To make top 16, Khrol fenced Olexandra Lazarenko from Ukraine and built a comfortable lead from the beginning, finishing 13-8. For top 8, Khrol faced a strong athlete from Egypt, Rodaina Gaafar. Again, Khrol was leading the whole bout and never let the opponent doubt her advantage. The final score was 15-12. To make top 4, Khrol had to face another Ukrainian athlete, Anastasiia Zelentsova. Khrol started ahead and kept it up until the last 15 seconds where she had a 3 point lead. At this point. Khrol started fencing too carefully and tried to save the lead rather than fence actively to keep the pressure on the opponent. Zelentsova fought up to a 1 point deficit with 5 seconds left. The plan was to retreat and pretend to defend but instead attack when the distance got close. But under the pressure, Khrol tried defense and Zelentsova evened up the score and won in priority. Khrol said, “I’m happy I made top 8 in my first junior world championship and moved up to 13th in world rankings! I have two more years in juniors and I’m seriously focused on beating this result!”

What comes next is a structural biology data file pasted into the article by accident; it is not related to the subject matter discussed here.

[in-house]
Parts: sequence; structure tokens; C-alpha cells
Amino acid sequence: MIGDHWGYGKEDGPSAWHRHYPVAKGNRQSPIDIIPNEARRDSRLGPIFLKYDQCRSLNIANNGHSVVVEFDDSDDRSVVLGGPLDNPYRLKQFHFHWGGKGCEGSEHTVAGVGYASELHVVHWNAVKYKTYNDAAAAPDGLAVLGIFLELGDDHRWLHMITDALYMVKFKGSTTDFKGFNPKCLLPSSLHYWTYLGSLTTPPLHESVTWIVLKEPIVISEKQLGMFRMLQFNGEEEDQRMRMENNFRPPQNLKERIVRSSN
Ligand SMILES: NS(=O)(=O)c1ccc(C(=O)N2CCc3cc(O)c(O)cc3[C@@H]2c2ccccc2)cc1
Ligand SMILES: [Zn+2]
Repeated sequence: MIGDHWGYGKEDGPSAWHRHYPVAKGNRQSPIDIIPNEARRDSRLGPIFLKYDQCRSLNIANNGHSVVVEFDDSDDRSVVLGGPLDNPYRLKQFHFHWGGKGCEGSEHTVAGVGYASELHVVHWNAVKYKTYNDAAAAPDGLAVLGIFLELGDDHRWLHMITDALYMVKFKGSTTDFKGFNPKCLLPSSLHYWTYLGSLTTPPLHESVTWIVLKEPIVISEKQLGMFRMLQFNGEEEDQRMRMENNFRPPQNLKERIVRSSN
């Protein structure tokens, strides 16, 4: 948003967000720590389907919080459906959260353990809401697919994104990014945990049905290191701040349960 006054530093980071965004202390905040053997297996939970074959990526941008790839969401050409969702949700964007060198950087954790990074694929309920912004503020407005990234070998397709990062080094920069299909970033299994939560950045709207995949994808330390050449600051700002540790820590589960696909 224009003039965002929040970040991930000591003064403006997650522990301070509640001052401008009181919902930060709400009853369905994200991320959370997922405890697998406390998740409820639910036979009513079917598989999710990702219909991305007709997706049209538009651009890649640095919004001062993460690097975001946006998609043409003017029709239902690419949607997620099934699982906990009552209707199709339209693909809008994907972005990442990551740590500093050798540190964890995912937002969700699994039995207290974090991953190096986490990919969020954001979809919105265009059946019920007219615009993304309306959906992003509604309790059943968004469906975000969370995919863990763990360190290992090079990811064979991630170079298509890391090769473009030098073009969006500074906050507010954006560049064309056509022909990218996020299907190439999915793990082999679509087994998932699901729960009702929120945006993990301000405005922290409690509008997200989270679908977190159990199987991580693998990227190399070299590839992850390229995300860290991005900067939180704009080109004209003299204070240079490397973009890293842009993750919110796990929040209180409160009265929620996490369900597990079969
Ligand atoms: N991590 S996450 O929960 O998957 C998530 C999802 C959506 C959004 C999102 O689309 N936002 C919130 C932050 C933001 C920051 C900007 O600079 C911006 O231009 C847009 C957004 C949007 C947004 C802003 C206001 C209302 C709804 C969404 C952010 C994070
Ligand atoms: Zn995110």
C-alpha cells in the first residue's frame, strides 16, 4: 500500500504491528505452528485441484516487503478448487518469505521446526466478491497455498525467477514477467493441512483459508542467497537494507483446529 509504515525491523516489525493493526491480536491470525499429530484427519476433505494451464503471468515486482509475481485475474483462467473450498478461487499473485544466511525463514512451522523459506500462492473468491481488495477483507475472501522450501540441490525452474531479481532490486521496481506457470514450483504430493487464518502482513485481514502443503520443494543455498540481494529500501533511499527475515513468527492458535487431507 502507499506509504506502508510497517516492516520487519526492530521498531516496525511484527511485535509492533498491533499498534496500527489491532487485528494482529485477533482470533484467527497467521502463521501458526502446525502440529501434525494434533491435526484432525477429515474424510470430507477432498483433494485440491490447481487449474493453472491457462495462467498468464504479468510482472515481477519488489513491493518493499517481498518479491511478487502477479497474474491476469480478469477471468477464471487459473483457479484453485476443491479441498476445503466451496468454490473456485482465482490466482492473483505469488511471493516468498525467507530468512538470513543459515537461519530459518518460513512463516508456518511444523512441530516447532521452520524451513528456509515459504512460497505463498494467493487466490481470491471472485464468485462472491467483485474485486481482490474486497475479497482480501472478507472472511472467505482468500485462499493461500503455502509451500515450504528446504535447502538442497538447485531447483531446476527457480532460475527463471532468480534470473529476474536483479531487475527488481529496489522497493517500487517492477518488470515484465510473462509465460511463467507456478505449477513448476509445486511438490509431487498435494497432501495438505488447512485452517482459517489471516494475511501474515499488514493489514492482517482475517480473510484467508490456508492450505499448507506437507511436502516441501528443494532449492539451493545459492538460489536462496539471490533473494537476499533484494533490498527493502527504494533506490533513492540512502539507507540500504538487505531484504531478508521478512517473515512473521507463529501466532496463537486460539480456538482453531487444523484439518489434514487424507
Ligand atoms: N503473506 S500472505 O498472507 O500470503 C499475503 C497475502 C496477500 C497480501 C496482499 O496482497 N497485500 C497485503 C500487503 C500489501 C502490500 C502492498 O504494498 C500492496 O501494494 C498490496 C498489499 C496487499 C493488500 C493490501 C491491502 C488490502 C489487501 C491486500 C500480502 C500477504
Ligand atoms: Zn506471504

New York Fencing Academy (NYFA) was founded in 2010 in Brooklyn, NY by owner and head coach Misha Mokretsov. In 2018, NYFA opened their second location in Port Washington, Long Island, NY. NYFA is a center for excellence in epee, with one of the strongest competitive epee programs in the country. NYFA has produced National and World Champions, and has members on the USA and French national teams. NYFA provides private lessons, group classes, after school programs, and camps for students of all ages and all levels, beginners to advanced. Visit http://www.fencenyfa.com for more info.

###

Contact: Misha Mokretsov, , cell phone: (347) 741-1343
Company: New York Fencing Academy
Brooklyn: 2896 W 12th Street, Brooklyn, NY 11224, club phone: (718) 996-0426
Long Island: 8 Haven Avenue, Port Washington, NY 11050, club phone: (516) 472-7042

info.nyfa@gmail.com